Yes, I know — you need a broker’s license and take on liability and all those fun things to become independent. Honestly, I have to ask… is that hard to do? If an agent’s only need is to have a broker’s license and buy liability insurance, since she will have no employees, and work out of her home, and use HomeGain for all her marketing needs… well, you do the math.
This is a great move by Louis and the HomeGain people. It is also a challenge to the entrenched powers in real estate.
Resist the temptation to dismiss HomeGain’s transformation. After all, Trulia and Zillow have agent profile pages with listings. Trulia has Trulia Voices and the new blogging platform. What’s the big deal?
The difference between the three companies lies in how they see themselves, and how they view their relationship with agents.
Trulia and Zillow see themselves fundamentally as real estate media plays. They have home search and content and AVM’s and such, but their business model is all about advertising. Their customers are advertisers — consumers are but eyeballs, and agents are but free content producers. Again, I know the good people at Trulia/Zillow (and they’re all good people, at least the ones I’ve met) don’t think of things that way — but I do, because I tend to focus on essentials.
In contrast, HomeGain sees their customers as the real estate agent. In that comment I linked to, Louis wrote:
Key metric here is not top of funnel visits but delivered visits to agents. If our click through rate goes up 50% we can make the same money on 1/2 the traffic. If that happens we can cut out non profitable sources of traffic and make the same money at a higher margin.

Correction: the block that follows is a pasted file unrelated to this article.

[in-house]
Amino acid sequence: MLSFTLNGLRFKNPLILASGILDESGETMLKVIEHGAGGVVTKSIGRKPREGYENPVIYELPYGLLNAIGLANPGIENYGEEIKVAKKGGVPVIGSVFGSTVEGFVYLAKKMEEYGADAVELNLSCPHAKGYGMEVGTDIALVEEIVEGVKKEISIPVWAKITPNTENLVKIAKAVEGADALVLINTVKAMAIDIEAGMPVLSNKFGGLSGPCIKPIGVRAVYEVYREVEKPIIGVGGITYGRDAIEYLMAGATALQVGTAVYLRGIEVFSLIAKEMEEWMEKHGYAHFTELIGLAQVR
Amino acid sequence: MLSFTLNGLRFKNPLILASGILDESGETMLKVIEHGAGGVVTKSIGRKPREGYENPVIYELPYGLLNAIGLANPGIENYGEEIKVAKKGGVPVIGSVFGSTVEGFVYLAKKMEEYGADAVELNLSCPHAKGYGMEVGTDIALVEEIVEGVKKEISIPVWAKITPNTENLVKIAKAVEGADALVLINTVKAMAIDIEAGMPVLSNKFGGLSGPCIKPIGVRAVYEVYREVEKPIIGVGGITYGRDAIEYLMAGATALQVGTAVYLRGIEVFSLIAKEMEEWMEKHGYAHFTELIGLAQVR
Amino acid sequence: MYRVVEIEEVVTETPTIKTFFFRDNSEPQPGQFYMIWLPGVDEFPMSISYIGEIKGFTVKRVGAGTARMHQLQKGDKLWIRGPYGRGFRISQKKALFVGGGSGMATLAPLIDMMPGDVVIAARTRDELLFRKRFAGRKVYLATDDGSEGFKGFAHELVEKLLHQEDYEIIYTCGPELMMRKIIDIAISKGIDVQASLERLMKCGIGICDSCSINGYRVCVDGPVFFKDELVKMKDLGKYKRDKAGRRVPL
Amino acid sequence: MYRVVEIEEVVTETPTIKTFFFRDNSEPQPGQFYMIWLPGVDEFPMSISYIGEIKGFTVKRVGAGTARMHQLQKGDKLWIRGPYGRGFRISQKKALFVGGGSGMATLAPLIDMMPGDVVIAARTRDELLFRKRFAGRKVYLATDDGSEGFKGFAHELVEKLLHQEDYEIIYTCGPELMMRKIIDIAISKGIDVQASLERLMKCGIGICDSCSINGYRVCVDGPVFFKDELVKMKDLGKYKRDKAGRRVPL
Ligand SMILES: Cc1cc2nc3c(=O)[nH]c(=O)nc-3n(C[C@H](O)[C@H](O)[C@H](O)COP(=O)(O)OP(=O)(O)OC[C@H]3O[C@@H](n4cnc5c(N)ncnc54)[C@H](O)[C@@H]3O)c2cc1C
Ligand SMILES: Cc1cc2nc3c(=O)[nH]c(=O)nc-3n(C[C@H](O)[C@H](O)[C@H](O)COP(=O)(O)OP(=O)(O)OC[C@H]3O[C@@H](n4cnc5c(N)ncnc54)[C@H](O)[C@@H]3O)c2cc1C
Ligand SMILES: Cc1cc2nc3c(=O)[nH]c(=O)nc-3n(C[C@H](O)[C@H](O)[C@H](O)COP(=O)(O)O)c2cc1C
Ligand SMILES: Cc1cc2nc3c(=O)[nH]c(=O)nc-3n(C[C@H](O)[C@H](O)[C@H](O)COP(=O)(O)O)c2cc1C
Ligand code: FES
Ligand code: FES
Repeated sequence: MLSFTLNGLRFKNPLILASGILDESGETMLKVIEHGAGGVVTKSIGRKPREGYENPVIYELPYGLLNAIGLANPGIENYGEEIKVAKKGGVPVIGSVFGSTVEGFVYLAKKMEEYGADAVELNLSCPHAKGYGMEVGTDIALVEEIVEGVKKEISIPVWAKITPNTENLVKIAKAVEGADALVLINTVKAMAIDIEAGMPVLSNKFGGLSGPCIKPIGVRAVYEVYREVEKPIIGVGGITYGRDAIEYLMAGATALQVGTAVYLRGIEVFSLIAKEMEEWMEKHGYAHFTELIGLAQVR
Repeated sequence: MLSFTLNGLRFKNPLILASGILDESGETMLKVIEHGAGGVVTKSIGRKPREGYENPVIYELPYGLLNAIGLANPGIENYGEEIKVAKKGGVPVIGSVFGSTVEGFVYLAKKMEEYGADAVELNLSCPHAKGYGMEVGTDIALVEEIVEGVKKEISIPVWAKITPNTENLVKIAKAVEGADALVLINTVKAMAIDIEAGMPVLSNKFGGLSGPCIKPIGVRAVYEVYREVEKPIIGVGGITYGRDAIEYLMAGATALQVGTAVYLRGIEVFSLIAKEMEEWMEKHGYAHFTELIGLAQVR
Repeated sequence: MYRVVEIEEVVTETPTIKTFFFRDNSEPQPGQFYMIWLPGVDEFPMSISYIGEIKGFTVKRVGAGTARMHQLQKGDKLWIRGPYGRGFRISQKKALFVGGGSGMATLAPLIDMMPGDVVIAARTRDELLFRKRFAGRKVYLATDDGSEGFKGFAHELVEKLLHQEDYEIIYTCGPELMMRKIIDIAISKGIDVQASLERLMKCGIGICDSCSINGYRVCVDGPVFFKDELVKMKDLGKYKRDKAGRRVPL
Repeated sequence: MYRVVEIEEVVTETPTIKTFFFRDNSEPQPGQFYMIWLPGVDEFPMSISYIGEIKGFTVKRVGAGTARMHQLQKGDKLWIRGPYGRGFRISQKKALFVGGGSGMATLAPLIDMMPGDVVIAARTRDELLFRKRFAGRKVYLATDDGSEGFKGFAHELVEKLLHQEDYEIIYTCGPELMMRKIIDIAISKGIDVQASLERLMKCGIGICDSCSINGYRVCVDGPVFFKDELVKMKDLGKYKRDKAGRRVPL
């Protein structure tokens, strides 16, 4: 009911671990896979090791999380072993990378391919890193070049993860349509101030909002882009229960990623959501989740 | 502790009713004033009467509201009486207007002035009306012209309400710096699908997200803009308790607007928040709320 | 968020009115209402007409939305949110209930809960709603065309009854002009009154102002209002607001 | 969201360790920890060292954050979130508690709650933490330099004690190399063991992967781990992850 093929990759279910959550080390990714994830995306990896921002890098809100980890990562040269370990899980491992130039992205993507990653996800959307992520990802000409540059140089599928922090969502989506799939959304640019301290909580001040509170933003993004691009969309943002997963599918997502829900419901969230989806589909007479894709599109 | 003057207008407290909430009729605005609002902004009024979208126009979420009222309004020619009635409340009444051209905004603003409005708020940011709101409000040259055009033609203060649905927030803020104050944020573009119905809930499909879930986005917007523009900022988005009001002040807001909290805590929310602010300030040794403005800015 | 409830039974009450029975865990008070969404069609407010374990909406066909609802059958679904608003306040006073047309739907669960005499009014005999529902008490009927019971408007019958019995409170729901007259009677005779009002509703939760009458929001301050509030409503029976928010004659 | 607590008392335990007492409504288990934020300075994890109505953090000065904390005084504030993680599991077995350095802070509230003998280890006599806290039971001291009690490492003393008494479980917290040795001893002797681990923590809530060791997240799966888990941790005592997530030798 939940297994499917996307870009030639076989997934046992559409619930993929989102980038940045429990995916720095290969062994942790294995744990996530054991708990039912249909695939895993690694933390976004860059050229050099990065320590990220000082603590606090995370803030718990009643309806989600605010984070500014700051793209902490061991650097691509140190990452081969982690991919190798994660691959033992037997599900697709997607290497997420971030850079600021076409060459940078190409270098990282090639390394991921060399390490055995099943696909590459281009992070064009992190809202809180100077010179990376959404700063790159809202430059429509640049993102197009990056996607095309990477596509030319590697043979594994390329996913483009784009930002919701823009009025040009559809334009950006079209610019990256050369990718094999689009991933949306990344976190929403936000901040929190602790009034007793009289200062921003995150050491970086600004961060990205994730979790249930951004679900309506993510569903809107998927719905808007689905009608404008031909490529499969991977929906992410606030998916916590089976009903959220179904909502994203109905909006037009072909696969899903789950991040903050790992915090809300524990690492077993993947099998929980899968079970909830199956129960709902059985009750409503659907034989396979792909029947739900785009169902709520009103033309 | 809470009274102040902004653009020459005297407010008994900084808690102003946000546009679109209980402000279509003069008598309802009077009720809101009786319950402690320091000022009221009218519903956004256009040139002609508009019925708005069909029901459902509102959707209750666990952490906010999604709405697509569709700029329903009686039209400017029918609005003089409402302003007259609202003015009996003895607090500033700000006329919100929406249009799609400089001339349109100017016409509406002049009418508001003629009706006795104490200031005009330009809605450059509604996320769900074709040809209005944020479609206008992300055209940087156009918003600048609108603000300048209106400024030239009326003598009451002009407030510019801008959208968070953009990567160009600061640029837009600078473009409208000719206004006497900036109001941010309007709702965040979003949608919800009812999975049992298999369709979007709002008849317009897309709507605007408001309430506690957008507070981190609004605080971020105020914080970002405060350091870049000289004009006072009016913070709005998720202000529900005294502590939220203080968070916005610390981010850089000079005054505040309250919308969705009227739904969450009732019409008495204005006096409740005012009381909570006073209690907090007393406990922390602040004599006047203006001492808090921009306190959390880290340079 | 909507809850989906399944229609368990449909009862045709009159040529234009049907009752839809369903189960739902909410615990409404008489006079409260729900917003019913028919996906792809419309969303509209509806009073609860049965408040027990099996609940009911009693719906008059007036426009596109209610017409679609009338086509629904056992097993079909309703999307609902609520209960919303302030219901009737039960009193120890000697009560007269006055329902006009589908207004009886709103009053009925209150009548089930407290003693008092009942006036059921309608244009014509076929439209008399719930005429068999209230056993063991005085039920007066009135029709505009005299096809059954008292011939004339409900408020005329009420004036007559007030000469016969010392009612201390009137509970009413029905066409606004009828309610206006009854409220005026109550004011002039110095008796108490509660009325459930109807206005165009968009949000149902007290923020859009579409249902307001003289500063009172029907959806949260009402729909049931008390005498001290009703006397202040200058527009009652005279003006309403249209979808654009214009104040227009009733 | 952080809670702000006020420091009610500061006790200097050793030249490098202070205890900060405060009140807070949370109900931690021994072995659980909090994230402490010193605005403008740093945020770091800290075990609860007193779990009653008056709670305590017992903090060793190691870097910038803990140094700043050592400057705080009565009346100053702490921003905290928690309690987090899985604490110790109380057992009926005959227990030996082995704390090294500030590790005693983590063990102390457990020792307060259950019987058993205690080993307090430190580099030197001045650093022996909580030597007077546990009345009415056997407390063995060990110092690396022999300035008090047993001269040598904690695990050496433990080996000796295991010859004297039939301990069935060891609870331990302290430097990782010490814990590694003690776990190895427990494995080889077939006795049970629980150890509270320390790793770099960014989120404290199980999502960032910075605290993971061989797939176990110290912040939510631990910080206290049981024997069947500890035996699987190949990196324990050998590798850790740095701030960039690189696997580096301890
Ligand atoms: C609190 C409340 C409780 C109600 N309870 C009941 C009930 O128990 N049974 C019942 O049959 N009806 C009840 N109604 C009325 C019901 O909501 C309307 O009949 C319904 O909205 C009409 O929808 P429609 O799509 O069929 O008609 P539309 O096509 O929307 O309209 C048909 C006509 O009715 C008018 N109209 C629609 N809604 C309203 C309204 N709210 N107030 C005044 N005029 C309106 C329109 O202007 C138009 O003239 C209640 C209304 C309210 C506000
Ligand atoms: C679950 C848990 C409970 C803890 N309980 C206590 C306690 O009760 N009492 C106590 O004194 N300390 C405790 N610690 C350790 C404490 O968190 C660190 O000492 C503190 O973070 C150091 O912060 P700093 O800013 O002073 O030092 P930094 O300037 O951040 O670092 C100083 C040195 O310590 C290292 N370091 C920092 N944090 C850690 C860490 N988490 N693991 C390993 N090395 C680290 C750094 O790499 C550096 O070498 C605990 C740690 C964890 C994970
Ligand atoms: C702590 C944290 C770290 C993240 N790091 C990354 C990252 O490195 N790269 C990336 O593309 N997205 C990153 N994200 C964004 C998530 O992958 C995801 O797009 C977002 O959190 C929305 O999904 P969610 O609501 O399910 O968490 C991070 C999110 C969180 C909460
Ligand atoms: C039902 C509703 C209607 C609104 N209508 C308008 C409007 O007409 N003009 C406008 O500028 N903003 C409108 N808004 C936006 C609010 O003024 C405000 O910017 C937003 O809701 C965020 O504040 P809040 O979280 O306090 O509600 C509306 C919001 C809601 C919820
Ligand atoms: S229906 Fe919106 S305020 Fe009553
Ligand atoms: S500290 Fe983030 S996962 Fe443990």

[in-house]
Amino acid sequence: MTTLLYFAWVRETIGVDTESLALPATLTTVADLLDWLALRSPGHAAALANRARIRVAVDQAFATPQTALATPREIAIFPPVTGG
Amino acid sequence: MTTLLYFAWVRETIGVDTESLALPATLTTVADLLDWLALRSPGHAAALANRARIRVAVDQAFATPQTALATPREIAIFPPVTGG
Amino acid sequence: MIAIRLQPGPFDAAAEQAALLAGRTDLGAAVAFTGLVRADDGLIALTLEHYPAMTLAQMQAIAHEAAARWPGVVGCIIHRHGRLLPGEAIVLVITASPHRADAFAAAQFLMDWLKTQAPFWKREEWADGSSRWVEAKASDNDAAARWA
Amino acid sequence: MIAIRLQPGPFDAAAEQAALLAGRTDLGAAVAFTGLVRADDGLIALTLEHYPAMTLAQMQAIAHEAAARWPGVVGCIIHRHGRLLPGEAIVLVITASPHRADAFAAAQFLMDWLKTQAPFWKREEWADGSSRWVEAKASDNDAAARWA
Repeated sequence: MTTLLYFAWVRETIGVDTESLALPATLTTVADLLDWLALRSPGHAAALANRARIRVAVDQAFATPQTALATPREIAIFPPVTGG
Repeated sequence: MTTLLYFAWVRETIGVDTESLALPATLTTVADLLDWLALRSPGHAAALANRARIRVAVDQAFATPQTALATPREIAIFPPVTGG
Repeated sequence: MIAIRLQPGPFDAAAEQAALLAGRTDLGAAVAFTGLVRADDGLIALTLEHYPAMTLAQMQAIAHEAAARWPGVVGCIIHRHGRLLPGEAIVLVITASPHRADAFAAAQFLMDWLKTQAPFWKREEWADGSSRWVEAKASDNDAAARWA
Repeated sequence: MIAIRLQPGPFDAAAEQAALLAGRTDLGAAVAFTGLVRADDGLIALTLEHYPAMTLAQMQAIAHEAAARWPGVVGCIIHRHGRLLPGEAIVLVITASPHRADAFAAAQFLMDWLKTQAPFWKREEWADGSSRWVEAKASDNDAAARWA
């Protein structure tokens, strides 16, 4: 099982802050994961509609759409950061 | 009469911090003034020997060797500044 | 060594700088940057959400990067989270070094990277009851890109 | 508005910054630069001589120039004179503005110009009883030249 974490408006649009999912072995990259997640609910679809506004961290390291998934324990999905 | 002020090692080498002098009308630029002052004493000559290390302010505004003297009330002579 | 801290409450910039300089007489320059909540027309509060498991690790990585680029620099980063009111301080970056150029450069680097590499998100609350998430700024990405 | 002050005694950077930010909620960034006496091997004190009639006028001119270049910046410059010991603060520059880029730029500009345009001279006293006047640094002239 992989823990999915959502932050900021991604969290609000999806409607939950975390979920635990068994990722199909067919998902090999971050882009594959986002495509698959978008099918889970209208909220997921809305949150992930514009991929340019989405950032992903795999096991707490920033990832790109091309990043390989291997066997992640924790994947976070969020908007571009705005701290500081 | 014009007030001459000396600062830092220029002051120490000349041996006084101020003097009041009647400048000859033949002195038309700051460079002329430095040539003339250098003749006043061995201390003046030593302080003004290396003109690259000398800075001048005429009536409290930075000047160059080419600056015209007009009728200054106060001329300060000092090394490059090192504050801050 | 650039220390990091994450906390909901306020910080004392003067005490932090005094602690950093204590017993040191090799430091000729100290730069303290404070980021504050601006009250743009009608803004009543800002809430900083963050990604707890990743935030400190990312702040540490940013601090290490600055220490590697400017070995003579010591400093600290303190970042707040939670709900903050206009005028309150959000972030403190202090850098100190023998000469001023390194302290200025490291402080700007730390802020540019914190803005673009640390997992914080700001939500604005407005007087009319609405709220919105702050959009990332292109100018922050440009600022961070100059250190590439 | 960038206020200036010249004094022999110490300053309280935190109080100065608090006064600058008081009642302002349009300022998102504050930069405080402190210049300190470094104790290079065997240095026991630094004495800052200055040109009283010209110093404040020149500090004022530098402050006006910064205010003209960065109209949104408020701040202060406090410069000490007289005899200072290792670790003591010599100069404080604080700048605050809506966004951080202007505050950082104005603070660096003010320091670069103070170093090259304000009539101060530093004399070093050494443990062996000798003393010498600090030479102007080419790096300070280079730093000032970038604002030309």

This, ladies and gents, is not how a media company thinks. It is how a brokerage thinks. It is how national franchises think.
Okay, so I promised a bit of quibbling and nitpicking. Keep in mind that I think AgentView is really solid; it’s a great extension of the HomeGain platform. I expect it will be successful.
Nit #1 to Pick: Buy a zip code? How… charmingly antique! Louis — call me at my dayjob if you guys need neighborhood boundaries. I know realtors tend to know zip codes really well, but I would think that a company with the technical competence of HomeGain would let agents buy neighborhoods (like “Soho” and “Greenwich Village”) that cut across Zip Codes (or are a small part of one zip code), as well as MSA’s, parts of towns, etc. Relatedly… where’s the map?
Nit #2 to Pick: The agent profile box at the top of the AgentView page (click here) strikes me as rather ‘undesigned’. Considering the importance of that information to the whole value proposition, I think it might merit a slight redesign to emphasize the information. Maybe leverage Flex or other technologies to sex it up a bit. Or just throw a designer at it.
Nit #3 to Pick: I love that the Agent Profile mentions how many HomeGain clients the Agent had. It would be awesome (for consumers, and for good agents) to add an Ebay-style feedback section here. Nothing works better than testimonials from actual clients — and if you were horrible, you deserve the black marks.
So… About that Gauntlet
For what it’s worth, I’m glad to see HomeGain throw down the gauntlet. This is a challenge that the big brokers and major brands can’t afford to ignore for long. I hope, I believe, that it will spur another round of innovation from companies that aren’t thought to be particularly innovative. Will they pick up the gauntlet and finally start flexing?
It’s a fun time to be in real estate technology.